Is your interview process “Grounded “ or “ Up in the Air?”

Pio

By: Pio DiBenedetto, Assistant Practice Manager

Is your interview process “Grounded “ or “ Up in the Air?”

The acclaimed 2009 film Up In The Air stars George Clooney as a Human Resources Consultant who is contracted by companies all over the country to essentially fire their employees for his living.  One of the major conflicts of the film surfaces when Clooney’s character takes a less-experienced HR Consultant under his wing and she attempts to impose a modern touch to firing people: using video-chat technology similar to Skype.  She gets quite a bit of pushback from Clooney’s character as he is a seasoned vet in the trade of terminating people and not meeting with someone face-to-face to do the deed conflicts with everything he has learned about the craft.

My profession as an agency recruiter is very much the opposite of Clooney’s in Up in the Air.  I have one goal, to introduce a candidate that a client company wants to hire and deliver said candidate.  When you think about the profession in such a simple way you can break it down and work backwards to identify what steps need to be taken to create the wonderful result we’re looking for, a hire!  In this regard, my experience has developed a school of thought that Clooney’s character would have agreed with: do it in person.

But Why Not Do It Over The Phone? Today’s Job Market.

Why not just do the first interview over the phone?  Why not have a quick Skype with the candidate for that first step?  In order to understand the answers to these questions an understanding must be gained of the current conditions in the United States job market.

The unemployment rate in the United States has been hovering at around 5% and below for the past 6 months and does not look to be undergoing a drastic change any time soon.  This statistic is  the lowest it’s been since 2008 and if you look back further, say over the past 6 decades, it has dropped this low only a total of 5 times.  Meanwhile, every month over the past 6 months well over 100,000 new jobs have flooded the market.  What does this mean?  We’re looking at historically low unemployment numbers in a market where new jobs are growing on trees and candidates are not going to leave for just anything.

The 1st Round Interview: Make an Impression

If a candidate gets 3 phone interviews and 2 in-person interviews in a week which do you think they are going to remember?  Which do you think will get cancelled or rescheduled if something comes up?  Which companies do you think will have the best chance of actually hiring the candidate?  Which companies do you think the candidate will take the most seriously?

At the end of the day if you ask yourself these questions the response is obvious: the companies that actually make an effort to meet with a candidate in-person for the first step are the ones that are putting themselves in the best position to win.  Period.  In a candidates’ market companies need to make an impression on top-tier talent and can’t expect to be competitive if they are dragging their feet getting a candidate in the door, shaking their hand, looking them in the eye, and leaving a human impression.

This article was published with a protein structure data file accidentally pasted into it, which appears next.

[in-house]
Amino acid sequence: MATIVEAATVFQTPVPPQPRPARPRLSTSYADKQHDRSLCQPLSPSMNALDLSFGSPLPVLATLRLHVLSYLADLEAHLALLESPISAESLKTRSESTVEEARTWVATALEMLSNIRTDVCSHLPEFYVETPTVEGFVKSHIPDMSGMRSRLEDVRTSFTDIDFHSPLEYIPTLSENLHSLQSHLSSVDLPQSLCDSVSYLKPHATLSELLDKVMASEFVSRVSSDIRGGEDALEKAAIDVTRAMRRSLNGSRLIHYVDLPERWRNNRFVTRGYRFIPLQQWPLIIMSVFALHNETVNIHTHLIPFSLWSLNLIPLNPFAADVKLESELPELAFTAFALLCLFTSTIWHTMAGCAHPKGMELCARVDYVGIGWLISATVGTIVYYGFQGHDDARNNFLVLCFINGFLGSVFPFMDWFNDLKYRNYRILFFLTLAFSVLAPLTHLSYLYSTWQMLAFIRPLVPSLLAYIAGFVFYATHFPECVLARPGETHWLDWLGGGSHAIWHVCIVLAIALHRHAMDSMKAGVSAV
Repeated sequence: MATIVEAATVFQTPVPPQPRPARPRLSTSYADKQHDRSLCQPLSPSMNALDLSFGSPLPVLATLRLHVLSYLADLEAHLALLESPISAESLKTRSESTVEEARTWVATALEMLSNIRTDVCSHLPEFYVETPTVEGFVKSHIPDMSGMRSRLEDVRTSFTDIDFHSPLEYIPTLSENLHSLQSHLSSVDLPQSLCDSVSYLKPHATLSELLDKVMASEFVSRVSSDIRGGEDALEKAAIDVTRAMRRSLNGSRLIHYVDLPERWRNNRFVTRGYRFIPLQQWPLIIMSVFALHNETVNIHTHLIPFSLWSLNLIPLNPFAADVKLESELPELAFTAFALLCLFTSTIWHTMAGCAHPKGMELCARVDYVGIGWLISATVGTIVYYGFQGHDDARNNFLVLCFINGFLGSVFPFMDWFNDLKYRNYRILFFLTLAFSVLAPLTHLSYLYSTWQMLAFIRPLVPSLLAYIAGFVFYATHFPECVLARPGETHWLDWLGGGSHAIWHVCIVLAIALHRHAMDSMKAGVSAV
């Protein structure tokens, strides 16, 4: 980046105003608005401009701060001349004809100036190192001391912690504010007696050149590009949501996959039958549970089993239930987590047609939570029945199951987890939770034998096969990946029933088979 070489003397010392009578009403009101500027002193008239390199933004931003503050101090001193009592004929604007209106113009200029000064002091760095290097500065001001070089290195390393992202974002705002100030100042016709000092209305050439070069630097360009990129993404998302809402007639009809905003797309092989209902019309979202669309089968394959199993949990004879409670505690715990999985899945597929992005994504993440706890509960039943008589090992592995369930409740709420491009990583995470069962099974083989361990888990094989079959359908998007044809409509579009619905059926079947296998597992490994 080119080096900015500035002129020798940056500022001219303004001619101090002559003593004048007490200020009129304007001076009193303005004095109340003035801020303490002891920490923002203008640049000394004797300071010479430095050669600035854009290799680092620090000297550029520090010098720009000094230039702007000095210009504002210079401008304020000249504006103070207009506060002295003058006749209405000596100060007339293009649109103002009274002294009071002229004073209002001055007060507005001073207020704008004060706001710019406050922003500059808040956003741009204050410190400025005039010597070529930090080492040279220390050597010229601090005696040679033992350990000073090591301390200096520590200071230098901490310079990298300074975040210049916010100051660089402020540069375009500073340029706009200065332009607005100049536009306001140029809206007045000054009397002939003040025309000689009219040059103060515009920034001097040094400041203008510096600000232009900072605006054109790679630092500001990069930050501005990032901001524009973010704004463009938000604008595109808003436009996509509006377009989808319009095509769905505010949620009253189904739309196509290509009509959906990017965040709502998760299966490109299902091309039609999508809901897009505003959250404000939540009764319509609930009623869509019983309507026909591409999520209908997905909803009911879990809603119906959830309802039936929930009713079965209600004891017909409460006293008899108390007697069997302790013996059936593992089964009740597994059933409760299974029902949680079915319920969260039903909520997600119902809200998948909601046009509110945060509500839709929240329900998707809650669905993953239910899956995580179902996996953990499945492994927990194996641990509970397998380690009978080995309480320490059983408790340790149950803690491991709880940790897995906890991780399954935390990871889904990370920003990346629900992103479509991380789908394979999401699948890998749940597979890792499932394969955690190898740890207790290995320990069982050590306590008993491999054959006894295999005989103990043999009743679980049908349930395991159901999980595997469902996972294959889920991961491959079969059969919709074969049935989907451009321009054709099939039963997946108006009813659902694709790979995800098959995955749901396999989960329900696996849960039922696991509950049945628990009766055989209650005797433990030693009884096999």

What’s the benefit of a phone interview to the company, anyway?

When one asks a hiring leader this question 90% of the time they give the same response: time.  Many have the notion that for whatever reason time can be saved by interviewing a candidate over the phone rather in person, whether it is in the long run or immediately.

The big question is why not spend the same amount of time with the candidate that you would over the phone, but do it in-person?  The average duration of a first round phone interview is 20 minutes. If you are making the decision to interview someone there must have been something compelling enough on their resume to gauge your interest.  If so, wouldn’t it be worth 20 minutes of your time to take it a step further and meet them in person?

Want to get an initial gauge of their communication skills?  In person you’ll see how they communicate not only with their voice, but with their whole body.  Want to just get a fundamental idea of their background and experience?  Kill two birds with one stone and make a real impression on them so they remember your office, your environment, and YOU.

The Bottom Line

When it comes to phone interviews and video-chats the thing that needs to be kept in mind is that there are simply more efficient interview processes that will lead to higher success rates if the goal is to make a new hire.  The argument against in-person interviews is (almost) always time, and if you take a step back and look at what is gained as it relates to the ability to evaluate the candidate and the impression made early-on, it becomes very clear very quickly that time is actually saved the other way.

If the goal is to hire the candidate with the best ability to do the job and the best personality to fit the team culture in the most efficient time possible, just make sure your interview process is grounded to make a human impression and not just up in the air.

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